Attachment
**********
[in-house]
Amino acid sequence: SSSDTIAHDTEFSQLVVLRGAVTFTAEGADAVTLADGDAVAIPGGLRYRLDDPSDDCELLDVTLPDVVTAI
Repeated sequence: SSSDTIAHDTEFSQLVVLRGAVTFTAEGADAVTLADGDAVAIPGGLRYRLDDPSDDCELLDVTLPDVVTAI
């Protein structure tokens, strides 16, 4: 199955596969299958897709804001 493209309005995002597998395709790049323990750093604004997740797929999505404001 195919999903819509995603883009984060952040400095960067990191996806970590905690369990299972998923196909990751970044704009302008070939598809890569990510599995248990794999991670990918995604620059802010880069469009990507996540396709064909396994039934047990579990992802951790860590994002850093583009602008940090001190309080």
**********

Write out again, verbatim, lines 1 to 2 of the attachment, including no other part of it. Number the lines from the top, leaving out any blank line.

[in-house]
Amino acid sequence: SSSDTIAHDTEFSQLVVLRGAVTFTAEGADAVTLADGDAVAIPGGLRYRLDDPSDDCELLDVTLPDVVTAI